Antonio Cromartie, take a bow. You just made my Sunday afternoon more interesting.
In a world of all-too-much political correctness and veiled opinions, you have restored our faith in the value of honesty, although we can’t vouch for your claim that Tom Brady is a lot like a certain orifice of the human anatomy.
In case you’re late to the party, earlier this week, New York Jets head coach Rex Ryan recalled with not-so-fond feelings the image of the Patriots quarterback pointing to the Jets sideline after New England had scored its fifth touchdown in a 45-3 romp over New York on Dec. 6.
But Ryan, seldom muted, refrained from using expletives.
It’s as simple as filling in the blanks, yet more awesome than anything else we have heard leading up to New York’s divisional round game at New England on Sunday, including Ryan’s remarks the day prior.
When asked Wednesday if he regretted his remarks, Cromartie remained blissfully consistent.
"No? Why would I regret them?" Cromartie said. "That's my opinion; that's how I feel about it. There's no reason for me to sit back and take back anything I said about him, and I'm not."
The NFL needs more players as willing to go the extra mile as Cromartie.
In no more than 11 letters, he has singlehandedly raised the intensity and anticipation level surrounding what was already one of the league’s most bitter rivalries.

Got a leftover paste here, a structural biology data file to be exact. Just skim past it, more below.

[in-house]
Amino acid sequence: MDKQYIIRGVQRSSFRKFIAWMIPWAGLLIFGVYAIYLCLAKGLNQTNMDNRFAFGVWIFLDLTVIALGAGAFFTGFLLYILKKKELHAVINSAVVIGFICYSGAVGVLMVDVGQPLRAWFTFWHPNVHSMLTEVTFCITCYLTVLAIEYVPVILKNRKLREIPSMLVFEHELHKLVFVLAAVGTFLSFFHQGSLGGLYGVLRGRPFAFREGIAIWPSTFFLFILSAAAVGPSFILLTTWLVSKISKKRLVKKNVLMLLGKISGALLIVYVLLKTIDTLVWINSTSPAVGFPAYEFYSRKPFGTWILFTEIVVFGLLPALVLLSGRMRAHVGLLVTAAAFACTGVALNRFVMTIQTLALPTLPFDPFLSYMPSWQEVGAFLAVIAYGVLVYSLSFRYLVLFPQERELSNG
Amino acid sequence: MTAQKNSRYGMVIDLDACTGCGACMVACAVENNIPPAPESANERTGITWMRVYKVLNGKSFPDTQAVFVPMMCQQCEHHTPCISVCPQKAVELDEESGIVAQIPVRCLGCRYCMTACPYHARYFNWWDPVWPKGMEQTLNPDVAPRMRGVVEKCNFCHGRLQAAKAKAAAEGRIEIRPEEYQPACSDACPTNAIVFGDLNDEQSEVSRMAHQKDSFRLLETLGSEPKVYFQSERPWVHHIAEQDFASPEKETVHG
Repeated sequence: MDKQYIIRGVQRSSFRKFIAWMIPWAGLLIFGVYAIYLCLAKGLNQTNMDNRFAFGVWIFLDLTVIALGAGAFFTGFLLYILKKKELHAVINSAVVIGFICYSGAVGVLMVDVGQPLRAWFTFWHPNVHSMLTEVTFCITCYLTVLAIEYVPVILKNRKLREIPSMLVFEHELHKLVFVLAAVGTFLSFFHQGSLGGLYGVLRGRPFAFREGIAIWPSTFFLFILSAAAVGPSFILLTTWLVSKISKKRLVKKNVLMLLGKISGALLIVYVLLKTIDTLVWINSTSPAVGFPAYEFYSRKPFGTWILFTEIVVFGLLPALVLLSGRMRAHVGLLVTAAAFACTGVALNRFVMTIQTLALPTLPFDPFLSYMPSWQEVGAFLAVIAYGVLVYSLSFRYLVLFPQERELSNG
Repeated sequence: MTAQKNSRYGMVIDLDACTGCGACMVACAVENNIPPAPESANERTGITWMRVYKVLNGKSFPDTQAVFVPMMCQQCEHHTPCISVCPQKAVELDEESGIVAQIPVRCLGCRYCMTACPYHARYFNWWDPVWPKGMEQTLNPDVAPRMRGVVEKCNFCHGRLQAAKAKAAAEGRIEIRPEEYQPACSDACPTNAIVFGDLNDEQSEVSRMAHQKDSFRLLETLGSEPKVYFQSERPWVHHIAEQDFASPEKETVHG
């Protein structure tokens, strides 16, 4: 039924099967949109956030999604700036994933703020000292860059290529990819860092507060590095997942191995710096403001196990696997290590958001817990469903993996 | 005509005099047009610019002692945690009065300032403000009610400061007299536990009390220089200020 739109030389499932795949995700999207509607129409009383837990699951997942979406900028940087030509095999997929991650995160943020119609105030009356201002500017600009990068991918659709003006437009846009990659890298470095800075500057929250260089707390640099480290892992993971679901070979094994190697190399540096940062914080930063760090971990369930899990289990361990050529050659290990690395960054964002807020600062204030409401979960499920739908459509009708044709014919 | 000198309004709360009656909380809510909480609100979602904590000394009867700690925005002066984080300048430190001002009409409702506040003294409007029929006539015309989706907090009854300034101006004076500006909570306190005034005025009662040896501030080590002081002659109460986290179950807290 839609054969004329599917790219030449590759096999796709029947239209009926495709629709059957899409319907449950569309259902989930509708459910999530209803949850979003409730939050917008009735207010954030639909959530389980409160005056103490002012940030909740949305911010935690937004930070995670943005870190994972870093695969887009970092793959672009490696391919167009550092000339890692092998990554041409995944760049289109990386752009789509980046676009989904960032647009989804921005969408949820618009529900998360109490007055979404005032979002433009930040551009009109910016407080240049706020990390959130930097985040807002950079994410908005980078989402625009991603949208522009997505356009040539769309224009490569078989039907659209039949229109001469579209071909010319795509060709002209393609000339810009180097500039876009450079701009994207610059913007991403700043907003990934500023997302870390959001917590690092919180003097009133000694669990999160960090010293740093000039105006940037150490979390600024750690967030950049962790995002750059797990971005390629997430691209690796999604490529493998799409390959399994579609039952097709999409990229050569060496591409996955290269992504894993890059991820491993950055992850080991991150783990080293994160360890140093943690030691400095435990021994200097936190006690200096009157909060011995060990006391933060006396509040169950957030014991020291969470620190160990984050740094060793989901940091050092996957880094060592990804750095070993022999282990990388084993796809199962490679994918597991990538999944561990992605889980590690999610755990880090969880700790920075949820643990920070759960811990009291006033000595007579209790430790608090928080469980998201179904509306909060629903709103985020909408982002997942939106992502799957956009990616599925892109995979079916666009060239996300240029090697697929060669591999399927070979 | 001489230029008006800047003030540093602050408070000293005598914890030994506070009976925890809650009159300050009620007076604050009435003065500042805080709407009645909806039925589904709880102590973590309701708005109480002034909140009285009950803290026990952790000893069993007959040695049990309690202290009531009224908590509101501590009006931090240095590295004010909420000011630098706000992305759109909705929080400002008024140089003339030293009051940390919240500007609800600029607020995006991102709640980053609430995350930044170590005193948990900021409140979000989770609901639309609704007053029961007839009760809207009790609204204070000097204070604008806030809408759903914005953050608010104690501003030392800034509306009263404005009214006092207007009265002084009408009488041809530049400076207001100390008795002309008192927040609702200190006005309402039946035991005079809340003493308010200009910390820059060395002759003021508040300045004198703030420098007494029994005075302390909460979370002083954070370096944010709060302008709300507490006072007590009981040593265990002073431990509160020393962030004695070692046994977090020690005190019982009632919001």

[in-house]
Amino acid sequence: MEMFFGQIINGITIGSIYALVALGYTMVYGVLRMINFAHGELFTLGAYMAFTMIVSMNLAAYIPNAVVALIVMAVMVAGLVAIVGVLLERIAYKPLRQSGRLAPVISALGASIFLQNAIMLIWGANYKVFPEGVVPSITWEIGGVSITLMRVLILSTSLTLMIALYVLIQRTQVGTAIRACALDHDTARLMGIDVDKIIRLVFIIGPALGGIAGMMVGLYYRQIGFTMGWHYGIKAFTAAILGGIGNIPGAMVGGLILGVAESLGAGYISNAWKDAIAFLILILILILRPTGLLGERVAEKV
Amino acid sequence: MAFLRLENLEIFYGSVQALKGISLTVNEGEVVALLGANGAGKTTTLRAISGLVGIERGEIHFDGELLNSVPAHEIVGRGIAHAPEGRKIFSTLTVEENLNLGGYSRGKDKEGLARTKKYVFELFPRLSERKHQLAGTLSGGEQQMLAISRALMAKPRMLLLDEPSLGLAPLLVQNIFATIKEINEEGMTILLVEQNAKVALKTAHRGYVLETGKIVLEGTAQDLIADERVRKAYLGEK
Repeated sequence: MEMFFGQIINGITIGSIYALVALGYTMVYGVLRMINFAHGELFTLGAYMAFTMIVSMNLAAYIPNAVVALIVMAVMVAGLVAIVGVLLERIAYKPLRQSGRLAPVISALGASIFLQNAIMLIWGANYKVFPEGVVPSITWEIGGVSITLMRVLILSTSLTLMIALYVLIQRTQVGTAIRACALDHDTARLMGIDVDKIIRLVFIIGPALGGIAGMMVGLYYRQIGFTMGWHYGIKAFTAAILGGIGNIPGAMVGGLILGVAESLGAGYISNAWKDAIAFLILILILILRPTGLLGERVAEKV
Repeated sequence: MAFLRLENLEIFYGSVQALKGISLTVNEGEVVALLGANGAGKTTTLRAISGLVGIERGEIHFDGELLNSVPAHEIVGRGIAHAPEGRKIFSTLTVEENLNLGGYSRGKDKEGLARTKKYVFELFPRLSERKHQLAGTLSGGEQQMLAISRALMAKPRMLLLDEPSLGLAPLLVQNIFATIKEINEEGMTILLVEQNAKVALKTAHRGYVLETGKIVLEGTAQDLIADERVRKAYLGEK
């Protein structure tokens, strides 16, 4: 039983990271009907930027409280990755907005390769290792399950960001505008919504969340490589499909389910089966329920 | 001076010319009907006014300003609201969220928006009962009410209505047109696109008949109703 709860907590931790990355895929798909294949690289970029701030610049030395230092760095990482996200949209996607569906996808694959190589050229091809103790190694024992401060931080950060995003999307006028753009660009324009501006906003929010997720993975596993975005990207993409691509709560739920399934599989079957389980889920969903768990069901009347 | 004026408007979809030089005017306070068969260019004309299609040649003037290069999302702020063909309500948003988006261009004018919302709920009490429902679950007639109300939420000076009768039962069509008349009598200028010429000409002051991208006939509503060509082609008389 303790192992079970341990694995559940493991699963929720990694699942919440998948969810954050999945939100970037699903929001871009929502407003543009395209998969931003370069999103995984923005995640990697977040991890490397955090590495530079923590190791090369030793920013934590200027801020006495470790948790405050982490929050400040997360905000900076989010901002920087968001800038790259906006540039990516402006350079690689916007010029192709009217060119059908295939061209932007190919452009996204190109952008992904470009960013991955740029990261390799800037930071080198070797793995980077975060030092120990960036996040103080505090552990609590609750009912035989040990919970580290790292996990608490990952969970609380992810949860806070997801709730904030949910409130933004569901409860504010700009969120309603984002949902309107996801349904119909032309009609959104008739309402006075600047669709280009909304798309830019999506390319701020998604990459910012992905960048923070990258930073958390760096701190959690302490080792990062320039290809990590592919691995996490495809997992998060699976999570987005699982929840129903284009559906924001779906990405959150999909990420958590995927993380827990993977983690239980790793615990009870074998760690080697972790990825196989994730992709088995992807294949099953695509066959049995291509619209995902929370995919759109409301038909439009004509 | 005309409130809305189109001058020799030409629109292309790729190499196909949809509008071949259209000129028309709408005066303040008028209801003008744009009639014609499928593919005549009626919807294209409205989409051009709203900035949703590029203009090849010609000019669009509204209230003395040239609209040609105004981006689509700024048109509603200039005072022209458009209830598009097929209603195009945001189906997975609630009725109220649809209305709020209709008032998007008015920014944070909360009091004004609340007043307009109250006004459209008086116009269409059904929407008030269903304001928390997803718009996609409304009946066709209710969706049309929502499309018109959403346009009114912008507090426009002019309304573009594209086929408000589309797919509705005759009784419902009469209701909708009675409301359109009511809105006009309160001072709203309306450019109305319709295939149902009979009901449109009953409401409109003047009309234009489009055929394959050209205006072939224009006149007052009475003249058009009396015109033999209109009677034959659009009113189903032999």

This can only be beneficial for the league. I guarantee you CBS loves it.
And so does Brady.
Of course, Brady, just like he did in response to Ryan, won’t take the bait. Instead, the former league and Super Bowl MVP will probably just throw to Cromartie’s side of the field until the Patriots score, at which time another finger-pointing may be in order.
Only this time, it won’t be directed at the Jets’ sideline, and a different finger will be used.
Which is 10 times better than anything Brady could say to a newspaper or radio station between now and game time.
As if we needed clarification, Cromartie evened out his curse-laden salute to Brady with some PG-rated explanation.
"That's what I think about him. I don't really give a damn about him," he said. "I don't have to play against him. I play against the receivers."
We would argue that you do have to play against him, Antonio.
That’s alright. At least you let him know how you feel first.
We appreciate that.